Los Angeles-born composer Barry Socher, Professor at the Elysian Heights Institute for Advanced Studies in Musicological Archaeology, is a researcher in that area of study, helping to discover and uncover — to dig up — works by and information about previously unknown and forgotten composers that otherwise might not have seen the light of day. His first work in the field was under the tootelage of Herr Professor Doktor Wewald von Hohenschlagerschlagend, after which he was able to move from the field into the adjacent building.
Socher’s first solo musicological archaeological dig resulted in the hysteric discovery of several works by the master of the transitional period between the Low Baroque and the Middle Ragtime, Wolfgang Amadeus Schwartz. These works included the grand oratorio Irving In Egypt and the “The Monster and the Maiden” String Quartet. Later digging yielded the first modern acknowledgment of the existence of J. S. Bach’s illegitimate grandson Friedrich Berthold Ignatz (F.B.I.) Bach with the discovery of The Fugue-ative. Branching out from 18th- and 19th-century European music, the Professor made the remarkable discovery of the Simon Rodia of early 20th-century American classical music, Debussy Fields, and his quartet Prelude to the Afternoon on a Farm.
In addition to his work as the Indiana Jones of musicology, the Professor is active as a composer and violinist. His compositions have been performed by ensembles on both sides of Interstate 15 and have included Tiny Gorillas, Spring Fever, Duke of Erlking, Audition Blues, and Pachelbel Cannonball, among many others. He was composter-in-residence at the Quite-a-Few Saints Church in Pearblossom and had a work featured as a major part of the soundtrack to a film by the French-Mexican director, Pierrot Armadillár. His studies with the eminent French-Italian-American virtuoso violinist Zino Frances Scott Key helped prepare him for his work in Musicological Archaeology in that Key’s ancestor of the same name was a colleague of Wolfgang Amadeus Schwartz, who suggested the main theme to the first movement of Schwartz’s “Winter” Sonata, marked “Allegro assai can you see.” He has been able to present his discoveries to the public due to his positions as concertmaster and Directeur Artistique du Jour of L’Orchestre de la Suisse Fromage and founder of the orchestra of the Los Angeles Apprentice Chorale.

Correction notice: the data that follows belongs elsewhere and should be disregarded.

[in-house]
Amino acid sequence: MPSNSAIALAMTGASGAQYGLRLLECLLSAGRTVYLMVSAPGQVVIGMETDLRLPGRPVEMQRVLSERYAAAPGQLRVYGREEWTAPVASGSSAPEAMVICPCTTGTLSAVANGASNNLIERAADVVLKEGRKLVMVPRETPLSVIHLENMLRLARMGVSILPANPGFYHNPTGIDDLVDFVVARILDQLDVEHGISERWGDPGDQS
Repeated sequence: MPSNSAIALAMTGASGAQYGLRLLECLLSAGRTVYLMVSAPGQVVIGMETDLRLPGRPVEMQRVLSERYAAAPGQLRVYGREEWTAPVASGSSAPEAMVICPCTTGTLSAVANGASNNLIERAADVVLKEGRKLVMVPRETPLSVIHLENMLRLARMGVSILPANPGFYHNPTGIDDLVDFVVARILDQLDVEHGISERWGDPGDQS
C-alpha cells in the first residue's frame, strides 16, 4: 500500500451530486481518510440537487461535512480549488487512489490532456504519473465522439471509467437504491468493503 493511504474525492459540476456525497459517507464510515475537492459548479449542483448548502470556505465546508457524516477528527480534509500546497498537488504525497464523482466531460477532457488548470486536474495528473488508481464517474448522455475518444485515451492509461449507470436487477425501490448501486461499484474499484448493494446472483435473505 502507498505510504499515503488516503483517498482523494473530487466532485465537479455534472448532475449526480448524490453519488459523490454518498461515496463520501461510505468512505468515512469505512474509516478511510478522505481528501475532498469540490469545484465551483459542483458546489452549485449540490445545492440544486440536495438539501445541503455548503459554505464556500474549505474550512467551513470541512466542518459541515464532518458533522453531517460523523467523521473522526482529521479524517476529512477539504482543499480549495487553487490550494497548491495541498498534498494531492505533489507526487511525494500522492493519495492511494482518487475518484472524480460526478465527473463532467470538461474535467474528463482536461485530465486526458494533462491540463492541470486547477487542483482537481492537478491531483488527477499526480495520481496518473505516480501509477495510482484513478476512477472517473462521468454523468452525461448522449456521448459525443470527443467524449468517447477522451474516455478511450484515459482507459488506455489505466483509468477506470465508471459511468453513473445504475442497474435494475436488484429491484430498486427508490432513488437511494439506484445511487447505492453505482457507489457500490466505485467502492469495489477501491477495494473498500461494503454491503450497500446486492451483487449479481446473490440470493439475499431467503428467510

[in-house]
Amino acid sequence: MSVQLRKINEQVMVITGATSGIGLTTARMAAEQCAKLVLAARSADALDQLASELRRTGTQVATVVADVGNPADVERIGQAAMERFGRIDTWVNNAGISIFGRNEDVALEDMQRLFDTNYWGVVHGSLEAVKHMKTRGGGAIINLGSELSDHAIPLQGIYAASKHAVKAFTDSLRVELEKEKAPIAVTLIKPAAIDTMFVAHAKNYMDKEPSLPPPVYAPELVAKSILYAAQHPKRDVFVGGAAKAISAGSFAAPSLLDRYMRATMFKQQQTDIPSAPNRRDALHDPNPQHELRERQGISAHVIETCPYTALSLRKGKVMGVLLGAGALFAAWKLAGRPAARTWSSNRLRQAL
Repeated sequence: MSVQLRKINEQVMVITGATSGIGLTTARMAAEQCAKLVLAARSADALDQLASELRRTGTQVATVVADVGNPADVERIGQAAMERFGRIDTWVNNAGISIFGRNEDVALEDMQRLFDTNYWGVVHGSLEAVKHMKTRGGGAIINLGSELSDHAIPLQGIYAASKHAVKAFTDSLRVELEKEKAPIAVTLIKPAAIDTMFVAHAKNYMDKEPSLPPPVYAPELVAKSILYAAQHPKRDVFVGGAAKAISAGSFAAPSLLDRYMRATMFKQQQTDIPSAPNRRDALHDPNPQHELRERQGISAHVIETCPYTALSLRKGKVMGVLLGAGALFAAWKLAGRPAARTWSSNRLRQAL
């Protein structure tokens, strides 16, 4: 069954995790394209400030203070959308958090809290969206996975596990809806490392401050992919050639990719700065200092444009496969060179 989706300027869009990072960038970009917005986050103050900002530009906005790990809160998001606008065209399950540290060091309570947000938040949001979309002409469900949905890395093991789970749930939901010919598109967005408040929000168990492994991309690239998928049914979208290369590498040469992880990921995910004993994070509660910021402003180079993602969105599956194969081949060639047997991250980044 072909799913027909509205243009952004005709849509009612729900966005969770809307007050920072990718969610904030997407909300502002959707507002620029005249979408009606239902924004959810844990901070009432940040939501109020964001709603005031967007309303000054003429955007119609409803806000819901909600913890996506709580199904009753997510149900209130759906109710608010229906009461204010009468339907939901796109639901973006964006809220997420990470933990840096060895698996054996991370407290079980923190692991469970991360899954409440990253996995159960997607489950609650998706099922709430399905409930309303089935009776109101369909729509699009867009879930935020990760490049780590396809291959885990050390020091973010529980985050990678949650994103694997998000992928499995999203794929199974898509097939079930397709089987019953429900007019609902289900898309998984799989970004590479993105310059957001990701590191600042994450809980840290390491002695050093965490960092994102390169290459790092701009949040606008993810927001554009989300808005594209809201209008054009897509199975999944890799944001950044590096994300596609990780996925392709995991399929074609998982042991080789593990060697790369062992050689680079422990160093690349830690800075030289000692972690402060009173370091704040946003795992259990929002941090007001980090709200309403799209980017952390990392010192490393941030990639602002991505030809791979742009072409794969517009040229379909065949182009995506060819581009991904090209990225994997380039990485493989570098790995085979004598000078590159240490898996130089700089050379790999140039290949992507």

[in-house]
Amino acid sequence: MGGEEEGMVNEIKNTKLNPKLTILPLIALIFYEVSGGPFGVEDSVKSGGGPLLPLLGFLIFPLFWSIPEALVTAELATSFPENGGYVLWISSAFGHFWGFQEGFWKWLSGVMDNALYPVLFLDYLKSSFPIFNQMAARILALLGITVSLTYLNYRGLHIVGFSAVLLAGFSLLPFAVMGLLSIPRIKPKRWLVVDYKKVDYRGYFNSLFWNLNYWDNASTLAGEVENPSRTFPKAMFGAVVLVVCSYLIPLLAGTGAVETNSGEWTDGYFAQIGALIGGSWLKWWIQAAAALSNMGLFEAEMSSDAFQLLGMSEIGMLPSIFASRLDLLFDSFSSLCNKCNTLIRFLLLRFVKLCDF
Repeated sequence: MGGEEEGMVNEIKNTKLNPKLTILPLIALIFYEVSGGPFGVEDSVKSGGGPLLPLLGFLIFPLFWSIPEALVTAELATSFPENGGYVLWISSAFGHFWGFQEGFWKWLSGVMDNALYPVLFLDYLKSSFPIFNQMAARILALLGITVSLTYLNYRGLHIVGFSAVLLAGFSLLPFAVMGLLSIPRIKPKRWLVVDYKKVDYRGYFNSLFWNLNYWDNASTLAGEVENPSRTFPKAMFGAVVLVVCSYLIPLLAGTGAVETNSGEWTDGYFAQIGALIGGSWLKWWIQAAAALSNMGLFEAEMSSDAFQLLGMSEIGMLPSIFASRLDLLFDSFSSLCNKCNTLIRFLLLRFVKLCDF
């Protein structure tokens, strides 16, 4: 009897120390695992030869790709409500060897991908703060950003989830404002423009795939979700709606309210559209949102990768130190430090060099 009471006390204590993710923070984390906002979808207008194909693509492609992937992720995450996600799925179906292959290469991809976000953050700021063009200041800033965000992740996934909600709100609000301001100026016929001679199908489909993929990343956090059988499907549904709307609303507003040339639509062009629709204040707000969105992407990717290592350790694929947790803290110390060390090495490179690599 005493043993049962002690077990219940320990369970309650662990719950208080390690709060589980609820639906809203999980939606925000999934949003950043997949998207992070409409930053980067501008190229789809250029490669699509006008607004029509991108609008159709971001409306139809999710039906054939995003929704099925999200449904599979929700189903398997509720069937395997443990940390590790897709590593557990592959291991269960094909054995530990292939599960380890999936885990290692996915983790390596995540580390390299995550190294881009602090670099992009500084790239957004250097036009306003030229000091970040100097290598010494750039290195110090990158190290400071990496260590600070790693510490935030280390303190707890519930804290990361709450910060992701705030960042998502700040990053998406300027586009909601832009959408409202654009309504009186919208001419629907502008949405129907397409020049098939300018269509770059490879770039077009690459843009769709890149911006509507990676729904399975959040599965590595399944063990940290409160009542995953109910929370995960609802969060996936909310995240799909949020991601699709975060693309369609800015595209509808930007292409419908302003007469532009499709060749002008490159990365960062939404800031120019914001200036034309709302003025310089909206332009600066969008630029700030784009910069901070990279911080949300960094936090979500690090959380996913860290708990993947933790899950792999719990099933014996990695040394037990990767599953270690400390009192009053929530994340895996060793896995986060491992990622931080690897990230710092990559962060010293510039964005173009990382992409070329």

Professor Socher began to write an arrangement for string quartet of at least parts of Igor Stravinsky’s Le Sacre du Printemps in the mid-1970s, but soon came to the realization that there was no way he could make just four instruments sound anything like that piece. All that remained of that attempt were a few bars of score and the title. Then on the first day of Spring in 1980 his son Aron was born, making him the “Socher du Printemps.”
Years later, in the summer of 2001, after having written many arrangements, derangements and compositions for string quartet, Barry Socher again attempted to arrange this masterpiece that he had studied much and played many times during those years and more. This time, however, he intended including other “Spring” compositions and other styles of music, much as he had done in many other works. The result is Le Socher du Printemps, the first performance of which was played that year by the Armadillo String Quartet at “Dilloween,” its annual concert and party given in costume during the Halloween season since 1985.
— Barry Socher